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Analysts: Genentech, Roche Battle Not Over Yet

Wall Street continues to expect Roche's hostile tender offer for Genentech to fail, sending both companies to a negotiating table eventually.

NEW YORK (AP) -- Wall Street continues to expect Roche's hostile tender offer for Genentech Inc. to fail, sending both companies to a negotiating table eventually.

The comments follow South San Francisco, Calif.-based Genentech's annual investor conference, where it laid out its argument for turning down the Swiss drug developer's various buyout offers. Meanwhile, analysts mostly expect Roche's current $86.50-per-share tender offer to fail, with both companies eventually negotiating a deal, though not as high as the $112 per share Genentech has said it is worth.

"If Roche doesn't budge from its current level, we see little chance the tender is successful," Deutsche Bank-North America analyst Mark Schoenebaum said in a note to investors.

Roche's initial $89-per-share bid was rejected in July. It then surprised Genentech and Wall Street with the lower $86.50-per-share bid Jan. 30. The hostile tender offer is scheduled to expire March 12.

In a long regulatory filing last week, though, Genentech revealed that it believes it could fetch as much as $112 per share.

Roche owns 56 percent of Genentech but needs support from a majority of the other shareholders to complete any deal.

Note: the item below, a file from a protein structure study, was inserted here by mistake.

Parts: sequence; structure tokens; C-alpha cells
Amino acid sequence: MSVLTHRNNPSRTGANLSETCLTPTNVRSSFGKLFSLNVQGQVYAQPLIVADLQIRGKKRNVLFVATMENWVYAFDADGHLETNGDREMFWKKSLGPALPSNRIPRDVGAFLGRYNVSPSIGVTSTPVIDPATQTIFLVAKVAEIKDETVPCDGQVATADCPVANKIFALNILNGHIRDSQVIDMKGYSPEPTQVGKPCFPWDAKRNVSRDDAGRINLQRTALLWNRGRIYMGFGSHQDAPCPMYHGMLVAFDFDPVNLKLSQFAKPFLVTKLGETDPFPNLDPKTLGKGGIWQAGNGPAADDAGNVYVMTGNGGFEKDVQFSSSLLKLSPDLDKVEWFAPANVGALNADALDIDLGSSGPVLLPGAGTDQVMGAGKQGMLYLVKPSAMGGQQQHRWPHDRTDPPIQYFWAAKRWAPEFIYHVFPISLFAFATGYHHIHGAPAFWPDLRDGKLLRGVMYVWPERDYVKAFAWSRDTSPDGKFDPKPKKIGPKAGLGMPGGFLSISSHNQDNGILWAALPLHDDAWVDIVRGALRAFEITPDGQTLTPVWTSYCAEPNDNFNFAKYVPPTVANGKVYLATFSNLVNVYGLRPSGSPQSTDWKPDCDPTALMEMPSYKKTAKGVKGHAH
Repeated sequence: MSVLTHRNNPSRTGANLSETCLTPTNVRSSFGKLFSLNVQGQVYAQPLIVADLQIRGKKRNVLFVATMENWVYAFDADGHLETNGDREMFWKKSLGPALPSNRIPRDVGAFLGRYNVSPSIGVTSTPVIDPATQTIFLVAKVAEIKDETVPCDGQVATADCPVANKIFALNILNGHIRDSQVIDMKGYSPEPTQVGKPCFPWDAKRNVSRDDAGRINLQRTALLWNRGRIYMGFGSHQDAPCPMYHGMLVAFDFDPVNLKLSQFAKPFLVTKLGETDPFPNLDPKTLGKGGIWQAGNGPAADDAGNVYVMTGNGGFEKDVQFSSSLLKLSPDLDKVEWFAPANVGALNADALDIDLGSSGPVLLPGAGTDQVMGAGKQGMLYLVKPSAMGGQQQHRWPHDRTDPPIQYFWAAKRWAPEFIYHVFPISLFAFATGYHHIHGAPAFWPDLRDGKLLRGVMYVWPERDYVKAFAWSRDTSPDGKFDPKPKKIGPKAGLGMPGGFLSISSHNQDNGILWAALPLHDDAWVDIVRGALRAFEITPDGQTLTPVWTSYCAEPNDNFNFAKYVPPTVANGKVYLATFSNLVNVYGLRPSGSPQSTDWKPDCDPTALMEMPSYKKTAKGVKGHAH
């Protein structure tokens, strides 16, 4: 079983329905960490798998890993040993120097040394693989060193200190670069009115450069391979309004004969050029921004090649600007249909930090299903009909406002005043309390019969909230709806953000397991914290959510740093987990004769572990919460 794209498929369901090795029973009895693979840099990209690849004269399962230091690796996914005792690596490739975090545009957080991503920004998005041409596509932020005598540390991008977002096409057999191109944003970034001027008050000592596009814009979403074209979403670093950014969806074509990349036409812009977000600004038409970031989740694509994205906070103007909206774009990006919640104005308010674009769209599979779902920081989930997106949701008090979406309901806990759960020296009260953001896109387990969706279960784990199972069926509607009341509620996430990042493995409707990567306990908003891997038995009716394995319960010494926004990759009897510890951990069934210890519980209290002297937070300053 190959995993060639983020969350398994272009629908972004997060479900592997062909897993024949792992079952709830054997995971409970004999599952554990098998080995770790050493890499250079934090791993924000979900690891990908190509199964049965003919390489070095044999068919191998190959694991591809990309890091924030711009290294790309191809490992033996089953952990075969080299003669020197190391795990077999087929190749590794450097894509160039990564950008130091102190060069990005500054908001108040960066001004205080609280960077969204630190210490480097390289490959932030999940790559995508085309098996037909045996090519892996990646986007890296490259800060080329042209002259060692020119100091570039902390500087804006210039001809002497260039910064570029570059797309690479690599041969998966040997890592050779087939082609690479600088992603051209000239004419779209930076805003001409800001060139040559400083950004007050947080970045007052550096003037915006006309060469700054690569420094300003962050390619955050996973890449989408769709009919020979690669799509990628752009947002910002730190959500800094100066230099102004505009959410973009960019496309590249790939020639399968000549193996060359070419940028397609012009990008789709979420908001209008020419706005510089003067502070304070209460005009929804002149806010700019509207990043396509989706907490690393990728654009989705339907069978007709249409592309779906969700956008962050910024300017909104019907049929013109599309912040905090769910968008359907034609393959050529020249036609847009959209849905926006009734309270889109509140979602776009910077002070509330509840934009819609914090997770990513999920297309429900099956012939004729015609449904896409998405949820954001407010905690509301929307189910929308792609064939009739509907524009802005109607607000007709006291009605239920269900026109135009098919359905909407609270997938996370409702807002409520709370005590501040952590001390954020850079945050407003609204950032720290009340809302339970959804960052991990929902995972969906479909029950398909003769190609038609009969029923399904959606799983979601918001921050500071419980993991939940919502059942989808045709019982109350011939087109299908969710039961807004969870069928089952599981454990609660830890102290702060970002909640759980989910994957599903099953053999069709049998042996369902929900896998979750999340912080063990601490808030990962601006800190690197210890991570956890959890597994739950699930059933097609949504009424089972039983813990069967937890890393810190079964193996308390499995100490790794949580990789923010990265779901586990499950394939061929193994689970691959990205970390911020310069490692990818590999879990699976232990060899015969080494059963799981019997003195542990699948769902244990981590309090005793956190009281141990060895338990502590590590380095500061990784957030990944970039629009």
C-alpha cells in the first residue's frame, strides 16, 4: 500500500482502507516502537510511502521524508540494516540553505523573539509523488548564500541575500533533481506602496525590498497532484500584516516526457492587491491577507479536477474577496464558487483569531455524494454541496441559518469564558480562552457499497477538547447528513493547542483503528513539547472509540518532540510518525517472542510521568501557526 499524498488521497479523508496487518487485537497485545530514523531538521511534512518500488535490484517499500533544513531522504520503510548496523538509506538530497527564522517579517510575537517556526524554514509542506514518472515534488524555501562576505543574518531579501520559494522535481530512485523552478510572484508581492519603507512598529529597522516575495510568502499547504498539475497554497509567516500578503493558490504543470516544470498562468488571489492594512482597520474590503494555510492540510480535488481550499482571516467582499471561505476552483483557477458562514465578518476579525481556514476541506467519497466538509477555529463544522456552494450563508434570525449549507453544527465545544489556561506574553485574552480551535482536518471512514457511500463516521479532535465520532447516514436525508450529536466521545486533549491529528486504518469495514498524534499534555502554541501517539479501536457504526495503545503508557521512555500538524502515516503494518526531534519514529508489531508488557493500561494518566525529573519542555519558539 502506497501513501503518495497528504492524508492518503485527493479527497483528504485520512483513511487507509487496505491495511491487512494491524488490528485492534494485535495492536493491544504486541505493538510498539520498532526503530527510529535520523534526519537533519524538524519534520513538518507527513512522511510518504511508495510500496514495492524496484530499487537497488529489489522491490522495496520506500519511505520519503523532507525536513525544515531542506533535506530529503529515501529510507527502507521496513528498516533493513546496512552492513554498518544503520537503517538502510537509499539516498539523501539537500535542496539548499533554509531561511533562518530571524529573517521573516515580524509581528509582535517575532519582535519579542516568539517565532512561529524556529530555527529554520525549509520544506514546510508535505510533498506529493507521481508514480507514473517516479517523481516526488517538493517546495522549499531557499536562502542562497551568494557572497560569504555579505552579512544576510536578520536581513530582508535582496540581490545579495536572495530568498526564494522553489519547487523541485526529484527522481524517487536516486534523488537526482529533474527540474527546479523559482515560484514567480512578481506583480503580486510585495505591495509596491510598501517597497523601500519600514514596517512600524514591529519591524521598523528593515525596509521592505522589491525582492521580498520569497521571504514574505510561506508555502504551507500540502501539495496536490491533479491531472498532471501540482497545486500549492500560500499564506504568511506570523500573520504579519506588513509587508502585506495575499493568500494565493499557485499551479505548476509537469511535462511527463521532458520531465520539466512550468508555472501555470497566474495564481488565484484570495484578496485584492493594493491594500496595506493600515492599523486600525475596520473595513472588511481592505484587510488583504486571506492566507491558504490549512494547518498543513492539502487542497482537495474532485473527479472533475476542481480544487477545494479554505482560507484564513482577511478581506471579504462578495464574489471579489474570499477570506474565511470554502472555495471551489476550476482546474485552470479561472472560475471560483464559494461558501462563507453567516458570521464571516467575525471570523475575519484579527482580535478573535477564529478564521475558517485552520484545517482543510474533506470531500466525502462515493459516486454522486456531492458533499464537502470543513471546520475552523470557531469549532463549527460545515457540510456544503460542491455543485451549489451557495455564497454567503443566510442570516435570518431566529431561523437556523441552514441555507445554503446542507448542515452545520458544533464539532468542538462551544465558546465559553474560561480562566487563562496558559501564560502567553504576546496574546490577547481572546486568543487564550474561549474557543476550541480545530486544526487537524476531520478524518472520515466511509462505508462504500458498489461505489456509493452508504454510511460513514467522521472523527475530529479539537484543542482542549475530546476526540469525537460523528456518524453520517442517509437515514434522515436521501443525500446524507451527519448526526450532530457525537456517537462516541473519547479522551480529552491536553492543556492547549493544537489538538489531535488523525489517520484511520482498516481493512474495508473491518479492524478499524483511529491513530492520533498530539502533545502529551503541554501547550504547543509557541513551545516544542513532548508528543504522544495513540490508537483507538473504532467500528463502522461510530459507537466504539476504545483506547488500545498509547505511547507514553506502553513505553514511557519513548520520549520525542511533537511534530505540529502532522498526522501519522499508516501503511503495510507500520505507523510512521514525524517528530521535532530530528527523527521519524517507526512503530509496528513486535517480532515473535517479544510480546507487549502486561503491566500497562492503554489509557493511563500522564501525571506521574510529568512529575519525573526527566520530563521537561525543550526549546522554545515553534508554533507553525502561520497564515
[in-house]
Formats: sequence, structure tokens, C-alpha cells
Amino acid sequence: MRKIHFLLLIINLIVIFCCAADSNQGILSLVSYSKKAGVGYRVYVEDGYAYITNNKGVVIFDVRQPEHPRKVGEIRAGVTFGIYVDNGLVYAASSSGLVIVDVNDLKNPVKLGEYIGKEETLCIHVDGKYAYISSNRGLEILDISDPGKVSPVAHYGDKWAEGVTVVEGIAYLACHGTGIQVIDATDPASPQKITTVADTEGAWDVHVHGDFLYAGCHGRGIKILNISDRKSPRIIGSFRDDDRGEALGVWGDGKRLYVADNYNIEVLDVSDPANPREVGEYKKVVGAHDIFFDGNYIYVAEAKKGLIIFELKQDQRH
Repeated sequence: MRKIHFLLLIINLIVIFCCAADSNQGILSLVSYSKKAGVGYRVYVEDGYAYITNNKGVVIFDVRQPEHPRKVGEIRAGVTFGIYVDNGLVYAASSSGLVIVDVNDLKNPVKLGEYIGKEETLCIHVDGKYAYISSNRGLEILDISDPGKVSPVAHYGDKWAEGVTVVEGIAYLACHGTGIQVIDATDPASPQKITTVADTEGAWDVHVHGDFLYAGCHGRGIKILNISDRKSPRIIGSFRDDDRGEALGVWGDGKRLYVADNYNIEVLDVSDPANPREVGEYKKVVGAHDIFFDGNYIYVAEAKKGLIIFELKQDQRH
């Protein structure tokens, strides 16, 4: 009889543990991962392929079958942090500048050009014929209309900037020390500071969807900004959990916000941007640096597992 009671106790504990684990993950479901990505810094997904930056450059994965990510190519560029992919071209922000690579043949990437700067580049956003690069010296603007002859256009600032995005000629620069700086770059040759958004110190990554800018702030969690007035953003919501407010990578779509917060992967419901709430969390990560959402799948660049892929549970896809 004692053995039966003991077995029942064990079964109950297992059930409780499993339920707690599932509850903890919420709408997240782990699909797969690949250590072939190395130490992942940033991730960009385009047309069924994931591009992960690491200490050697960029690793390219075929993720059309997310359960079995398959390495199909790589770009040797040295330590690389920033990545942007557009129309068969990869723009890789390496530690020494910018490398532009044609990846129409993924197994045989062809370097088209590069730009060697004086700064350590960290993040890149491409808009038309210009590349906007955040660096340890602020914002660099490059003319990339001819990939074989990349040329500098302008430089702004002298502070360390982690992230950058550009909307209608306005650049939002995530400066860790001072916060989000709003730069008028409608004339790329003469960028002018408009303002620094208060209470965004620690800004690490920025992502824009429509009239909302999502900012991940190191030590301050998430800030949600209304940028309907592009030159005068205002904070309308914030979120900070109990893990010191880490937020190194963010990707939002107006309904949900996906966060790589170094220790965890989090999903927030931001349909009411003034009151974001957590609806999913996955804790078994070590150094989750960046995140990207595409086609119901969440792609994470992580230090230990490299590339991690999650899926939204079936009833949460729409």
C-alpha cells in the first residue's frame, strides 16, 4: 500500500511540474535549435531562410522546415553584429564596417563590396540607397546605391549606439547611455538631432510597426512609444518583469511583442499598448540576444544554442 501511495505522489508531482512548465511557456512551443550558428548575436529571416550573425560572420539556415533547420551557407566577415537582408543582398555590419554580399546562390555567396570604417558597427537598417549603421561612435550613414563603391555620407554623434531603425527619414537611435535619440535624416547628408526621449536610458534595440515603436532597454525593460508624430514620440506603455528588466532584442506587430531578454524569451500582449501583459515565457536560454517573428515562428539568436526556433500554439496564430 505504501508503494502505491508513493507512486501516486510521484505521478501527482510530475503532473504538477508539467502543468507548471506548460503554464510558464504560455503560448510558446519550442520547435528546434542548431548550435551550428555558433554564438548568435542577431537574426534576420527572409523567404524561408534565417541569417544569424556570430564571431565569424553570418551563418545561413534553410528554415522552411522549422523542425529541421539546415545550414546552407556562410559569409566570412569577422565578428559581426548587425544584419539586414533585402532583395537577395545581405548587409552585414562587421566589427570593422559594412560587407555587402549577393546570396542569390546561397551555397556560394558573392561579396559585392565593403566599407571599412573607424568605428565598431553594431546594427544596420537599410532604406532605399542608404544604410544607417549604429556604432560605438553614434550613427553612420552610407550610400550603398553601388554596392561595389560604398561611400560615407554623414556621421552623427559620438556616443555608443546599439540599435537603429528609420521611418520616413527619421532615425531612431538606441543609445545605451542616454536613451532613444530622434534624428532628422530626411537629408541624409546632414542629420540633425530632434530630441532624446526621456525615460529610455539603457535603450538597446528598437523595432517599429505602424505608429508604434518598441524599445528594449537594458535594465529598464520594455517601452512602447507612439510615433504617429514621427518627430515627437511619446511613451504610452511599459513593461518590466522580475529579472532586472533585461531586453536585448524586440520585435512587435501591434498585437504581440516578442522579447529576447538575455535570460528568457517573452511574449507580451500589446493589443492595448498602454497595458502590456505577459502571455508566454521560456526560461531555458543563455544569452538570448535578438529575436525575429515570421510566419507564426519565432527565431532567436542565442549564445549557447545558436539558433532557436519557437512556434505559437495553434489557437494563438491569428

While several analysts said Genentech's update on its financial and product outlook helped shore up its argument for a higher value, the key to boosting the offer may be upcoming study data on Avastin.

The blockbuster cancer drug is approved for breast, lung and colon cancer. In the next several months, the company expects to report data from a study it hopes to use to gain expanded approval for colon cancer. Positive results, several have said, could jump-start the stock, though the opposite could hold true for negative results.

"In the end, the adjuvant colon data remains a watershed valuation event, and investors will need to decide if they can tolerate the short-intermediate term volatility that a negative outcome could create," Schoenebaum said.

But he added, the presentation Monday should provide some comfort about Genentech's long-term goals.

During that presentation, the company said it expects profit of $12.86 per share by 2018 on revenue of $26.9 billion, a marked increase from 2008's profit of $3.21 per share on revenue of $13.42 billion. It also said U.S. sales of Avastin, which reached $2.69 billion in 2008, could exceed $10 billion by 2015. The drug could possibly be approved for 15 indications by 2014, including prostate and ovarian cancer.

BMO Capital Markets analyst Jason Zhang said the company presented a compelling argument and even a strong argument for the company's value beyond Avastin's expansion in colon cancer.

Shares of Genentech rose $1.13 to $82.61 in midday trading.

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